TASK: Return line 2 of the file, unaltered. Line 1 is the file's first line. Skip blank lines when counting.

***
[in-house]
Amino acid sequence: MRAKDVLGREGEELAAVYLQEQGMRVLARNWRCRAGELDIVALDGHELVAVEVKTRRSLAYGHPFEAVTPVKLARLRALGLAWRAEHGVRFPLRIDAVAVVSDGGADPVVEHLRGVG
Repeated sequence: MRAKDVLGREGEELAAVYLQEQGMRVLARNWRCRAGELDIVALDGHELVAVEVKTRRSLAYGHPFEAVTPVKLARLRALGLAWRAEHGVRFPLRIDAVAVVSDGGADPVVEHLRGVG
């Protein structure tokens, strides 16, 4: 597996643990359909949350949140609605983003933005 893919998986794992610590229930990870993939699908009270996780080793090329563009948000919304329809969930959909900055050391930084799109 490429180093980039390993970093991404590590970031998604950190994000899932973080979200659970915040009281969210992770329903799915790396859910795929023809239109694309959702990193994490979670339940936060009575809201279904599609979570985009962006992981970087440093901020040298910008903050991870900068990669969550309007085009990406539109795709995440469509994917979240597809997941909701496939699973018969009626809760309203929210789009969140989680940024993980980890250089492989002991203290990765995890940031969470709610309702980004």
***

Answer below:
Amino acid sequence: MRAKDVLGREGEELAAVYLQEQGMRVLARNWRCRAGELDIVALDGHELVAVEVKTRRSLAYGHPFEAVTPVKLARLRALGLAWRAEHGVRFPLRIDAVAVVSDGGADPVVEHLRGVG